Essays on federal tax policy for housing and urban redevelopment

Date of Award


Degree Type


Degree Name

Doctor of Philosophy (PhD)




Empowerment zone, Tax credit, Mortgage interest deduction, Tax incidence, Urban redevelopment, Federal tax policy

Subject Categories

Economics | Social and Behavioral Sciences | Urban Studies and Planning


This dissertation consists of three essays on the economics of federal tax policy for housing and urban redevelopment. The first two essays examine the federal Empowerment Zone wage tax credit, a wage subsidy that is targeted based on the geographic location of employers and employees. In the first essay, I measure a utilization rate for the Empowerment Zone tax credit based on how many employees in the targeted area are claimed for the credit. In the second essay, I design a method for testing the effect of the Empowerment Zone tax credit on local economic outcomes and empirically estimate these effects. In the final essay, I design a method to test the economic incidence of the federal mortgage interest deduction subsidy and empirically estimate how the subsidy is split between lenders and borrows in the market for home purchase loans.

The first essay provides estimates of utilization for the Empowerment Zone (EZ) wage tax credit, a subsidy claimed by employers who operate in and hire residents of federally designated areas experiencing economic distress. I show that about 6.4 percent (and at least 3.5 percent) of the working age population was claimed under the EZ wage credit in 1999. In addition, I estimate that 24.2 percent (and at least 13.1 percent) of those employed inside of the target area were claimed for the credit. These measures of tax credit use are an alternative to the use rate of firms that are presented in the existing literature, and reveal how effective the credit is at reaching residents of the target area.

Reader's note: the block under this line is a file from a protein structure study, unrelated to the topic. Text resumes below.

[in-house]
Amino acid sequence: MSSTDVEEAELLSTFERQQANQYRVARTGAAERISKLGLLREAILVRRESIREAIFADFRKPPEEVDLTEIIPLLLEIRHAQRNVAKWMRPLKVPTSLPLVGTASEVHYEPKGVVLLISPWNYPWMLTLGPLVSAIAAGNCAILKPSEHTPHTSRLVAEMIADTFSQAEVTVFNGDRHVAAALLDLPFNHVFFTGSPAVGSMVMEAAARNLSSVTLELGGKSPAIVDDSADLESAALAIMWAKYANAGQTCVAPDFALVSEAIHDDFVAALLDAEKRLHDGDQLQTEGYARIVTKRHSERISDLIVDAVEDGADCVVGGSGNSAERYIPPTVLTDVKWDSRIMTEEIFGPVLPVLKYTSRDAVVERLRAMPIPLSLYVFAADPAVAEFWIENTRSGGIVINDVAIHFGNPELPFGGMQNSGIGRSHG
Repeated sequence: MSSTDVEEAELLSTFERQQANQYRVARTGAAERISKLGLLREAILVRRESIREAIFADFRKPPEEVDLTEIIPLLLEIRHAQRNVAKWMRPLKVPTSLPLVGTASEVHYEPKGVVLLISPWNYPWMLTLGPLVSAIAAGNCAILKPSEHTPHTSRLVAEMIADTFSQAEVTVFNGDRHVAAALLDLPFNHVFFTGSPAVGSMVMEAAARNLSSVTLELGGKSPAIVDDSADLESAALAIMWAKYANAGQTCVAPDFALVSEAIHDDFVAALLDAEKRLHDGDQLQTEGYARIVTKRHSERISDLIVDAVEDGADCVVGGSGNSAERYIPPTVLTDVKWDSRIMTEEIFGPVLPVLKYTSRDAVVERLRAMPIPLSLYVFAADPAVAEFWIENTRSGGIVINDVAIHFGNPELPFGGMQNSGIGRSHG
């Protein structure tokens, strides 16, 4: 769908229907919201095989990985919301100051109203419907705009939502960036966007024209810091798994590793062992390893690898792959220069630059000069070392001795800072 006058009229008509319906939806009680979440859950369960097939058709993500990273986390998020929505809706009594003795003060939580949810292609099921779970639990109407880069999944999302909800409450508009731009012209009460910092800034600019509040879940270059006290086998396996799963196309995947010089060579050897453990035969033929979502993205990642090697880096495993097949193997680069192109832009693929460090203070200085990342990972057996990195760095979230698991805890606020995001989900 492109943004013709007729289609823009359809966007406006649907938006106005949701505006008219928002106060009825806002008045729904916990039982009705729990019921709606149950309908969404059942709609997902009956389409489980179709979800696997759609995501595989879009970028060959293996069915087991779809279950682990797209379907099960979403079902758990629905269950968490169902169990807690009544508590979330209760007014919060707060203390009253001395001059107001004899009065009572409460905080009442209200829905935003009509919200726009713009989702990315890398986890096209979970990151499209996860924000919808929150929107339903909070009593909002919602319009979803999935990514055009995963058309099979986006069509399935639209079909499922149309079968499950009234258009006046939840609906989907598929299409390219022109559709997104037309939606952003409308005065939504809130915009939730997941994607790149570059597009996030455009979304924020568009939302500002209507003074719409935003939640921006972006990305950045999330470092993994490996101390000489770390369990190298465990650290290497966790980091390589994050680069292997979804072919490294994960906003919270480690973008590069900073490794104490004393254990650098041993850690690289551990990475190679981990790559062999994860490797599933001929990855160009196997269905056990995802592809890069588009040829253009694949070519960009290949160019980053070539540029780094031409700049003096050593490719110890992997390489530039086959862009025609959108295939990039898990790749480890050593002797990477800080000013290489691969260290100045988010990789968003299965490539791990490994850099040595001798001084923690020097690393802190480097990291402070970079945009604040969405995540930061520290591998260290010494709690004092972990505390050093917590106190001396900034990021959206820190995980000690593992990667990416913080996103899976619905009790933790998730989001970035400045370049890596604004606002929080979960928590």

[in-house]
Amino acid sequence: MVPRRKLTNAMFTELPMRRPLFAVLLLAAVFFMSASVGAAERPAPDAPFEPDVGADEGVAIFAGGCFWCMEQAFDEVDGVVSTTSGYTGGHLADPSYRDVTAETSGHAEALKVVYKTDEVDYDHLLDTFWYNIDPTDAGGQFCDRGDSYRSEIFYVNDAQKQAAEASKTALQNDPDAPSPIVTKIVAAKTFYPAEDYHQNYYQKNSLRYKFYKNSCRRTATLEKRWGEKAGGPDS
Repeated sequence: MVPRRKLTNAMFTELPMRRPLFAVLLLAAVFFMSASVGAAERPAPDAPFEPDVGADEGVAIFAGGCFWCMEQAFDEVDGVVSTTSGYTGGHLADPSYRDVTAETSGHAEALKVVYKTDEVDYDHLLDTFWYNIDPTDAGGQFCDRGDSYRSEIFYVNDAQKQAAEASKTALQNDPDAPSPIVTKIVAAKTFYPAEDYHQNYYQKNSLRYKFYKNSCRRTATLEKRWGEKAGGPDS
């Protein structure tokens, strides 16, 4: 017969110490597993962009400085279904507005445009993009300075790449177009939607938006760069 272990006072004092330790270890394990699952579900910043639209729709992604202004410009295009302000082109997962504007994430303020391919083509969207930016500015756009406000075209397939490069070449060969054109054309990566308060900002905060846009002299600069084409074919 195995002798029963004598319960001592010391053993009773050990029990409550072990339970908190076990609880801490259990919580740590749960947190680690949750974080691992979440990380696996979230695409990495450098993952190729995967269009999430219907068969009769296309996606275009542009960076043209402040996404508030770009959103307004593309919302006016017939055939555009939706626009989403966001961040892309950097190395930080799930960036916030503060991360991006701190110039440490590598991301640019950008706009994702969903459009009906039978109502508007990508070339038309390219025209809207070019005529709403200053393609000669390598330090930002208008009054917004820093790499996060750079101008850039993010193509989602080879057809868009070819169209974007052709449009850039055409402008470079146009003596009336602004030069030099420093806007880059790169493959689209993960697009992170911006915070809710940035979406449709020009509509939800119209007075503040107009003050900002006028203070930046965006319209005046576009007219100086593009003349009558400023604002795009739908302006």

The second essay uses the federal Empowerment Zone wage tax credit as a natural experiment to assess the effectiveness of geographically-targeted tax incentives at increasing local employment and reducing poverty. I estimate the effect of the wage tax credit by comparing areas that received an Empowerment Zone with areas that applied for an Empowerment Zone but were awarded a less generous assistance package (that did not include the wage tax credit). To account for the endogenous nature of the EZ designation process I use an instrumental variables regression. The results of instrumental variables regressions contradict the standard OLS estimates, and suggest that the tax incentives had no effect on local employment and poverty rates in the targeted areas, although this result is statistically imprecise. I find evidence that the null findings are driven by both inelastic labor supply of residents and capitalization of the tax credit into local property values.

The third essay examines the economic incidence of the mortgage interest deduction, or MID. I identify how the subsidy is split between lending institutions and borrowers using the rules for claiming the MID as exogenous factors that determine the demand for debt financed housing. I find evidence that lenders charge a higher interest rate on loans where the MID can be claimed on the full loan than on loans where marginal borrowing is not covered by the deduction. I estimate that the interest rate on marginal borrowing without the MID is on average 7.8 percent lower and between 6.8 and 9 percent lower than borrowing with the MID. I conduct several robustness checks that support the validity of these findings. My results suggest that between 20 and 36 percent of the subsidy created by the mortgage interest deduction is captured by lenders in the form of higher interest rates.


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